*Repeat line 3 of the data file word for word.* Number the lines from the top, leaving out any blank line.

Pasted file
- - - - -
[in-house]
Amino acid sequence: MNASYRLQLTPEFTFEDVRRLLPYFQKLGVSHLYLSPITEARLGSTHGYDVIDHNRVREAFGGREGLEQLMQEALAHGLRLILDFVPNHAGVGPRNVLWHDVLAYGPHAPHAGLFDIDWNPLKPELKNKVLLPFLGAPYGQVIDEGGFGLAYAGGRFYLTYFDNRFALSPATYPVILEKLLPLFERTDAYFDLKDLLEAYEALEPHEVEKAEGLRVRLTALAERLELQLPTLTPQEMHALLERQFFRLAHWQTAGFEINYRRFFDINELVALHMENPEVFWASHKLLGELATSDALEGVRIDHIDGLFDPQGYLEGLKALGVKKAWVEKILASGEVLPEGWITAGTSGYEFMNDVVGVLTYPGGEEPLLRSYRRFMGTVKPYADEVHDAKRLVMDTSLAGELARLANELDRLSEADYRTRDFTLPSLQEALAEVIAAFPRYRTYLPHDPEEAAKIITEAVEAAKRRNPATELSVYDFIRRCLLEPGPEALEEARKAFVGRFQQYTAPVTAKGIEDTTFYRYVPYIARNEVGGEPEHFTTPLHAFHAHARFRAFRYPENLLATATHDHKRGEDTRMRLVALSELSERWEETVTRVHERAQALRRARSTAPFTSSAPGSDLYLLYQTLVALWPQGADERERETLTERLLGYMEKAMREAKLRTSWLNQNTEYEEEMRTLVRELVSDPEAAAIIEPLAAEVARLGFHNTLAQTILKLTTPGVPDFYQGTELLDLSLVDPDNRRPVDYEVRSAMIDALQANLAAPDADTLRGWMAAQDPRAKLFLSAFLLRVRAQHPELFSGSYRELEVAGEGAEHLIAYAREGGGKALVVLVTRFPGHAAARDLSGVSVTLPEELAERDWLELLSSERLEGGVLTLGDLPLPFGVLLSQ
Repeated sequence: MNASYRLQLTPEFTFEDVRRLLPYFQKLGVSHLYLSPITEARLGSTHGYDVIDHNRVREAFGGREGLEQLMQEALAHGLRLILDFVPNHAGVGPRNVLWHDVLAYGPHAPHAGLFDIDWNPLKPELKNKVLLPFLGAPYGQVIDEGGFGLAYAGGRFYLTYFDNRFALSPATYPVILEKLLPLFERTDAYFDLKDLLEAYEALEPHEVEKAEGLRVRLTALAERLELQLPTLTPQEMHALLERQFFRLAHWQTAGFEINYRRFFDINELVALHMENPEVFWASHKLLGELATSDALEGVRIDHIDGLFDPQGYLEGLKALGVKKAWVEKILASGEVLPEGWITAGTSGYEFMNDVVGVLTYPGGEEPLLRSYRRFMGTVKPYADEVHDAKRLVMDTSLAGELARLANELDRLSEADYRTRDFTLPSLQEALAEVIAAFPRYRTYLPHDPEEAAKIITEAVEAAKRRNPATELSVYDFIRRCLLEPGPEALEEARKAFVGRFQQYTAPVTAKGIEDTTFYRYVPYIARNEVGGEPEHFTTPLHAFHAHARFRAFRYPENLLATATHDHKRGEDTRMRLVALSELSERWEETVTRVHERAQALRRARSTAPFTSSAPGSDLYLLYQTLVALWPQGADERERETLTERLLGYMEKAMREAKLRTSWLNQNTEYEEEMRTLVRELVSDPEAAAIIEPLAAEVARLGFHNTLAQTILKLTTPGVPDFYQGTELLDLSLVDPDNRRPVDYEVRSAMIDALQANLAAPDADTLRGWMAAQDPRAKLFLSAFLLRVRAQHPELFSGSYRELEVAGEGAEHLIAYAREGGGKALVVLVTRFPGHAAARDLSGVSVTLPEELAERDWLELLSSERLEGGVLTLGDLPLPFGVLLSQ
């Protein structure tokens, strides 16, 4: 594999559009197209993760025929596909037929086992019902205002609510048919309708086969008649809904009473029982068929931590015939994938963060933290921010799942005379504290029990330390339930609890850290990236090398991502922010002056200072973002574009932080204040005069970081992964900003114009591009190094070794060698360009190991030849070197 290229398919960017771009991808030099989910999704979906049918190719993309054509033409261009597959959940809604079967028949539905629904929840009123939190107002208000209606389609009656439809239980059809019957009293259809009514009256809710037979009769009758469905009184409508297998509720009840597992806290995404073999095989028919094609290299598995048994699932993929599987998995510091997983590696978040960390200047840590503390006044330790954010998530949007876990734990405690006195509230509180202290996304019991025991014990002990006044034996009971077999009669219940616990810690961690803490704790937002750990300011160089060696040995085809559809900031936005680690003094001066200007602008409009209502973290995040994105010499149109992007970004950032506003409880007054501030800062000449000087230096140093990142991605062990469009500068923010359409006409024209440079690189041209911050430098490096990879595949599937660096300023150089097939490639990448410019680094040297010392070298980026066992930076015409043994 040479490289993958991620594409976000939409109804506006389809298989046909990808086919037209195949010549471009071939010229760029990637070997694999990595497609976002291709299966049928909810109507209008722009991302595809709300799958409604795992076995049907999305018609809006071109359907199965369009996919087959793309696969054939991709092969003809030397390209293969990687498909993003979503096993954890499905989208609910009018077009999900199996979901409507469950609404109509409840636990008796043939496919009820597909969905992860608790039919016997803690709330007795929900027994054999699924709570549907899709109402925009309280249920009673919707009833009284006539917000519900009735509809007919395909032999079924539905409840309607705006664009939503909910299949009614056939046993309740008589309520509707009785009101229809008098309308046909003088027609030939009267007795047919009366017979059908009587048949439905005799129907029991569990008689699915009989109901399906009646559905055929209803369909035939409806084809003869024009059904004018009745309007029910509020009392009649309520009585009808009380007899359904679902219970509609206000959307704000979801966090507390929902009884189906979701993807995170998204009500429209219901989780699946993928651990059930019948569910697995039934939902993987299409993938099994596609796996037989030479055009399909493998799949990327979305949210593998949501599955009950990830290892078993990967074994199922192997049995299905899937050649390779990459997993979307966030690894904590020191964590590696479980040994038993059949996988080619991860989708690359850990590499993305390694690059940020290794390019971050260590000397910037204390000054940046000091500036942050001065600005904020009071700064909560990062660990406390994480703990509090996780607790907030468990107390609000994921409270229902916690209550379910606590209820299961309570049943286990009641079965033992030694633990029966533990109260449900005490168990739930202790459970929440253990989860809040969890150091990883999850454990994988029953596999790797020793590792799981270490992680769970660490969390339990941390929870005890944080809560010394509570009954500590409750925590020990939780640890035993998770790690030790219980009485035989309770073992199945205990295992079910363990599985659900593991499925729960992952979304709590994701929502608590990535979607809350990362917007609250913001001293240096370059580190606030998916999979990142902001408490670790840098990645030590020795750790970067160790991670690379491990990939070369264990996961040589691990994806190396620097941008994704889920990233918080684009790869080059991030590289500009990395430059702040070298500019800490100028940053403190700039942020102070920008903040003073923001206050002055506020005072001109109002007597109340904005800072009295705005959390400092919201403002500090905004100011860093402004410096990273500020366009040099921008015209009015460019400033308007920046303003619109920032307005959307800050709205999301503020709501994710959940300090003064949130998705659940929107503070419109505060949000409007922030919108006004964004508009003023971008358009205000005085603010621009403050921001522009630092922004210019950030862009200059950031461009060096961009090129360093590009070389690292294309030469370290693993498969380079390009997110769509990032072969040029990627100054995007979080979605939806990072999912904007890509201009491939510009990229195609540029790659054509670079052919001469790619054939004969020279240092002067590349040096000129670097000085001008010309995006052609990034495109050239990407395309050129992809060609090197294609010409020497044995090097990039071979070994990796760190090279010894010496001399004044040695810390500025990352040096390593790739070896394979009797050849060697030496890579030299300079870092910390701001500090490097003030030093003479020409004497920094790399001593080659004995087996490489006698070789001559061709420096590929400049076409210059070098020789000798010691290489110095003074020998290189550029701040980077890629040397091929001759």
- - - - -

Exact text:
Repeated sequence: MNASYRLQLTPEFTFEDVRRLLPYFQKLGVSHLYLSPITEARLGSTHGYDVIDHNRVREAFGGREGLEQLMQEALAHGLRLILDFVPNHAGVGPRNVLWHDVLAYGPHAPHAGLFDIDWNPLKPELKNKVLLPFLGAPYGQVIDEGGFGLAYAGGRFYLTYFDNRFALSPATYPVILEKLLPLFERTDAYFDLKDLLEAYEALEPHEVEKAEGLRVRLTALAERLELQLPTLTPQEMHALLERQFFRLAHWQTAGFEINYRRFFDINELVALHMENPEVFWASHKLLGELATSDALEGVRIDHIDGLFDPQGYLEGLKALGVKKAWVEKILASGEVLPEGWITAGTSGYEFMNDVVGVLTYPGGEEPLLRSYRRFMGTVKPYADEVHDAKRLVMDTSLAGELARLANELDRLSEADYRTRDFTLPSLQEALAEVIAAFPRYRTYLPHDPEEAAKIITEAVEAAKRRNPATELSVYDFIRRCLLEPGPEALEEARKAFVGRFQQYTAPVTAKGIEDTTFYRYVPYIARNEVGGEPEHFTTPLHAFHAHARFRAFRYPENLLATATHDHKRGEDTRMRLVALSELSERWEETVTRVHERAQALRRARSTAPFTSSAPGSDLYLLYQTLVALWPQGADERERETLTERLLGYMEKAMREAKLRTSWLNQNTEYEEEMRTLVRELVSDPEAAAIIEPLAAEVARLGFHNTLAQTILKLTTPGVPDFYQGTELLDLSLVDPDNRRPVDYEVRSAMIDALQANLAAPDADTLRGWMAAQDPRAKLFLSAFLLRVRAQHPELFSGSYRELEVAGEGAEHLIAYAREGGGKALVVLVTRFPGHAAARDLSGVSVTLPEELAERDWLELLSSERLEGGVLTLGDLPLPFGVLLSQ